In the three years and three months since the IDF pulled out of southern Lebanon, both fears and hopes have been dashed. Opponents of the withdrawal warned the fighting on the northern border wouldn't cease, but only take on new, different shapes, forms and styles and in different zones.
In the three years and three months since the IDF pulled out of southern Lebanon, both fears and hopes have been dashed. Opponents of the withdrawal warned the fighting on the northern border wouldn't cease, but only take on new, different shapes, forms and styles and in different zones. Those in favor of the withdrawal believed Hezbollah would lose the incentive or excuse to continue its campaign. Both were wrong, partially at least.
The IDF has had a few casualties in the north, where in the previous decade many soldiers were killed, even though the image of Hezbollah's successes strengthened combative elements in Palestinian society that helped it overcome the moderate elements and contributed to the outbreak of the violence in September 2000.
The worst predictions were not borne out, but those who expected the best were also disappointed. Hezbollah kidnapped and killed three soldiers (and is also holding a citizen, Elhanan Tennenbaum), fired frequently (though mostly without causing casualties) in the Har Dov area, committed a terror attack in the Metsuba area and fired cannons at planes - on the grounds that Israel had invaded Lebanese air space - but in effect firing the shells so they landed in northern communities.
Except for the Metsuba incident, all the casualties until yesterday were from the armed forces and that was taken as a sign that Hezbollah wanted to keep it a limited conflict.
This is brinkmanship, an attempt to avoid total conflict that would result in the full force of the IDF being brought to bear in an assault to destroy the military framework of Hezbollah and force the Lebanese government to impose its will on southern Lebanon.
Hezbollah Secretary General Hassan Nasrallah is free to provoke Israel and drag it into an all-out conflict, lest it result in American intervention, while U.S. forces are located in Iraq and threatening Syria and Iran. But if it does so, without continuing the Palestinian war against Israel to get its own state and without getting back its prisoners, there will be those who question the logic of the organization existing as a militia (the only one remaining in Lebanon since the Taif agreement) and not as a party.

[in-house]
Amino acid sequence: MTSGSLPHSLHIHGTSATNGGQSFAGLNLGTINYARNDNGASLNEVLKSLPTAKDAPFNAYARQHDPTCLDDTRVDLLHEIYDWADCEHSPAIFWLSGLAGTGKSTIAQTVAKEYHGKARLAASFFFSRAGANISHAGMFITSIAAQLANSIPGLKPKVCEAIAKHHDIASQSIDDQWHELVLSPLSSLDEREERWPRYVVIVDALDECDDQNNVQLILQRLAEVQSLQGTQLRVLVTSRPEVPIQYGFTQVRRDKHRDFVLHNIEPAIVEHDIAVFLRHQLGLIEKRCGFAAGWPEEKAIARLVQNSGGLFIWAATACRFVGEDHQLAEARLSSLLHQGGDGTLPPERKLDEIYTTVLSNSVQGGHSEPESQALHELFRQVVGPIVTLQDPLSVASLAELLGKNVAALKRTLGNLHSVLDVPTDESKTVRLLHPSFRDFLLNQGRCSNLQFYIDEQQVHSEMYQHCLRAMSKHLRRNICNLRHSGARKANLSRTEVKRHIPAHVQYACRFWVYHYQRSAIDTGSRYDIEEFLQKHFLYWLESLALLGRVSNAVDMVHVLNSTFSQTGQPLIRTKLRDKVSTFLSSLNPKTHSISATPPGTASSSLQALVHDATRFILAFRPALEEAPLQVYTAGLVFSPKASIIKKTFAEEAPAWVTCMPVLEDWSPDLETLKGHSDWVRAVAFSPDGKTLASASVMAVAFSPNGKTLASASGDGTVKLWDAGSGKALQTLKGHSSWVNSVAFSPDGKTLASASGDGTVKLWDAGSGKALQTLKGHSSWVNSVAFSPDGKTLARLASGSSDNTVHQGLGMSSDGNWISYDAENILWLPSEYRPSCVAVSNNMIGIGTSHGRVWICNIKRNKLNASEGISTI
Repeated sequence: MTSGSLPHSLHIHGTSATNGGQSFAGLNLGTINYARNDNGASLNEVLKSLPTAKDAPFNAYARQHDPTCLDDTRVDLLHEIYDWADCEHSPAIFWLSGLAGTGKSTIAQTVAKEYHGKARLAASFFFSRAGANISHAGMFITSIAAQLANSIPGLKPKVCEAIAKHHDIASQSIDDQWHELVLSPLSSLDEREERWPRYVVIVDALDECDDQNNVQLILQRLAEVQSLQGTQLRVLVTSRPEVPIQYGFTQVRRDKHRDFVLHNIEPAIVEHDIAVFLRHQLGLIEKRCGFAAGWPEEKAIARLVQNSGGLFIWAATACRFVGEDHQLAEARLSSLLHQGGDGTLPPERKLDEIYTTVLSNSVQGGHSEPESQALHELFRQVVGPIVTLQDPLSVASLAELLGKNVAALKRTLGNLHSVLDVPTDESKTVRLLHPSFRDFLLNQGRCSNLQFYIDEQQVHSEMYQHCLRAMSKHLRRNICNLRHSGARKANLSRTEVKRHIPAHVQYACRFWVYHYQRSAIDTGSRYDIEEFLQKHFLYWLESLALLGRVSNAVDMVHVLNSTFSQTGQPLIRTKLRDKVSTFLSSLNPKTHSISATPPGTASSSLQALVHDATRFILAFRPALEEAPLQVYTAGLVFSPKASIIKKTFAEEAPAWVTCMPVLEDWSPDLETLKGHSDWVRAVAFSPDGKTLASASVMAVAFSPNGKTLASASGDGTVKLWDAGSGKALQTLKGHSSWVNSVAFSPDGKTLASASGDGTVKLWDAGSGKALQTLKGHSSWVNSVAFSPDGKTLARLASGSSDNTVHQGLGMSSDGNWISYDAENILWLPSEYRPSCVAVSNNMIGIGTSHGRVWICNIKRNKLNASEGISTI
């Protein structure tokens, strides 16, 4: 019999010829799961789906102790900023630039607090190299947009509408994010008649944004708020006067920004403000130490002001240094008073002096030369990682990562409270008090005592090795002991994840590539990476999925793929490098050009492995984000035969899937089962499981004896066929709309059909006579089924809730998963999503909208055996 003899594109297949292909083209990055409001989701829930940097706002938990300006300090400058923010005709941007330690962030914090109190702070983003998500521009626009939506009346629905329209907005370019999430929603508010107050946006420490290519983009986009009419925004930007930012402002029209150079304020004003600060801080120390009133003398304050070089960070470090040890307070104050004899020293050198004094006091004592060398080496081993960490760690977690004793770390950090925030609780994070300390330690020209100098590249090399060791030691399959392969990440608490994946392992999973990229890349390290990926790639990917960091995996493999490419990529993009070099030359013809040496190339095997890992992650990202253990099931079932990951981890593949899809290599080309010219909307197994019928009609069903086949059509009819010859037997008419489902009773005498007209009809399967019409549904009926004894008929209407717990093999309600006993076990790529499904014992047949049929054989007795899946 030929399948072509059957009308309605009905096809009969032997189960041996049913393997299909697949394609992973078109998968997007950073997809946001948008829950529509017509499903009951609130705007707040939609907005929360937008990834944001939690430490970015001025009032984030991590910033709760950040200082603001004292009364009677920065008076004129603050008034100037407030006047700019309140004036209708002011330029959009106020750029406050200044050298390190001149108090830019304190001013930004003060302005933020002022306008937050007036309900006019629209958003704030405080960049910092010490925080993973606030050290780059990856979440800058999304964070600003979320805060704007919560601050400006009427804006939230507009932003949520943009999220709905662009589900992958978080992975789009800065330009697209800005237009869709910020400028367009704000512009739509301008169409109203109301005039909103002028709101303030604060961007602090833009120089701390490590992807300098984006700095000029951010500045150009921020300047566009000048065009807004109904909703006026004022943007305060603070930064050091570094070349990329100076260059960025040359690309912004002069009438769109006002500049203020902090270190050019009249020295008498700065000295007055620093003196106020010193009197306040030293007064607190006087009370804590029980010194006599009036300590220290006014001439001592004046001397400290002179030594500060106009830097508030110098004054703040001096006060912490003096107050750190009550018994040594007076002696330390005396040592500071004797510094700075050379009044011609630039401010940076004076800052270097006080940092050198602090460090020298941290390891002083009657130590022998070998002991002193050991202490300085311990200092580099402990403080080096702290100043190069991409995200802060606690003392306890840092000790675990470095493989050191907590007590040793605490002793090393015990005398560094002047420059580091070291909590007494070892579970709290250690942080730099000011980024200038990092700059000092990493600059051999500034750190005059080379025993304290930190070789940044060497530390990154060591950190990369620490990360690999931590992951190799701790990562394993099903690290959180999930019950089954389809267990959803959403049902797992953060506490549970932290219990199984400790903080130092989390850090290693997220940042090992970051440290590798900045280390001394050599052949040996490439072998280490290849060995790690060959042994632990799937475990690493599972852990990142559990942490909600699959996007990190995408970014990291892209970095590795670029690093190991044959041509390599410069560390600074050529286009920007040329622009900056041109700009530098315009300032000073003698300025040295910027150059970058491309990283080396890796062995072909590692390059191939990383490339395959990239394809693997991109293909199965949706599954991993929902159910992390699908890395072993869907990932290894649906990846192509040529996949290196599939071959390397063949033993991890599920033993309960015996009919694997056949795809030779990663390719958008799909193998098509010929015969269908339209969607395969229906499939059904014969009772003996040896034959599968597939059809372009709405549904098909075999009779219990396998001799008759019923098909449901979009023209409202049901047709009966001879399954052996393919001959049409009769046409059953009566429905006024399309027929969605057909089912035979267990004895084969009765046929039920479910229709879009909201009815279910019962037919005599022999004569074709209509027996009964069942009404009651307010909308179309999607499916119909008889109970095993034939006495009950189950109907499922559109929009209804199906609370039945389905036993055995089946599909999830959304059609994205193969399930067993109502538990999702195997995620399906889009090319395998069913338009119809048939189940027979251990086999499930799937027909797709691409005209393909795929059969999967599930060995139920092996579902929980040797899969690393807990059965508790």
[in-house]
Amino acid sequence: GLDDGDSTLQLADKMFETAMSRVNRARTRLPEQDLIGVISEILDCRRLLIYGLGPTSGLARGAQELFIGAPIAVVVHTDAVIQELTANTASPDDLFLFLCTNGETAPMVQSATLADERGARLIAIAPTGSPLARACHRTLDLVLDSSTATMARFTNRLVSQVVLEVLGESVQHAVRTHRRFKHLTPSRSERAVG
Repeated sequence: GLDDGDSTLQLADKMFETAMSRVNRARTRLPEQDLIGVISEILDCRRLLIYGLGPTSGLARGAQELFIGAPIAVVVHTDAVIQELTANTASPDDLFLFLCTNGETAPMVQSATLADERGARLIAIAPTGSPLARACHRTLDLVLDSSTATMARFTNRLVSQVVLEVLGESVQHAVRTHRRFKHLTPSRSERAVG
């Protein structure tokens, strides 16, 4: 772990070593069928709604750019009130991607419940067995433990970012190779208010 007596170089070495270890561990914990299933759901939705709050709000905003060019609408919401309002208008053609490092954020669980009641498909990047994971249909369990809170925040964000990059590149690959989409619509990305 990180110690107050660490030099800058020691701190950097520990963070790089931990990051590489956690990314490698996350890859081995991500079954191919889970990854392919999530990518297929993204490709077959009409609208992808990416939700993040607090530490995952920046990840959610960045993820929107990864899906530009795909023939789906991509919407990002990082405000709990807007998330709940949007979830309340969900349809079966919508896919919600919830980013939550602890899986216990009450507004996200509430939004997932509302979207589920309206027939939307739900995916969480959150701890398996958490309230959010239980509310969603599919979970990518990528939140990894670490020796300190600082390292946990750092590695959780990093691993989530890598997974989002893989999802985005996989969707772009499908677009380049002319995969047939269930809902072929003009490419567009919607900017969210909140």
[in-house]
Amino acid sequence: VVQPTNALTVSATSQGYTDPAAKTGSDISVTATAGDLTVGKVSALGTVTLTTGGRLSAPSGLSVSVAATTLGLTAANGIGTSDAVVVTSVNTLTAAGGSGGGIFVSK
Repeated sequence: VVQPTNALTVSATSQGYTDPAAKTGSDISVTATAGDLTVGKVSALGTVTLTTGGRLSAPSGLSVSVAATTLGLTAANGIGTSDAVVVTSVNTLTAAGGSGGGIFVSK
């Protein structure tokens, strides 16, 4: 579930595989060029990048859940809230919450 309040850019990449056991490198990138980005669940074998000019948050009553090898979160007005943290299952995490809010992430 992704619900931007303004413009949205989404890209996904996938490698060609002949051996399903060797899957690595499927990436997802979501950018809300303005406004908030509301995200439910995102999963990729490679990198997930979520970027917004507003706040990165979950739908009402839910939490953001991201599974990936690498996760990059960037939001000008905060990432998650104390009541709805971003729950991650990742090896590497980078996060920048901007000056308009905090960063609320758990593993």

Nasrallah is trying for a deluxe escalation: verbal aggression, once every three to six months a shelling in the Har Dov area, and more frequently - every week, and lately every day - anti-aircraft fire that hits Kiryat Shmona, Shlomi and other communities in the north.
Israel, which is not interested in deterioration, is taking steps that keep in mind general considerations, but also the measure of casualties. Disruptions of day-to-day life and tourism in the Galilee can be considered a low price compared to igniting the entire northern front; in the past Syrian targets were also struck.
Now, after teenager Haviv Dadon was killed in Shlomi yesterday and other civilians were wounded, the balance is beginning to shift toward a solution with force.
So far, Israel's responses have been mostly diplomatic, through Washington and the UN, and that was good. The international elements must enlist in the effort to rein in Hezbollah and rid it of its arms, before Lebanon is once again swept into war.
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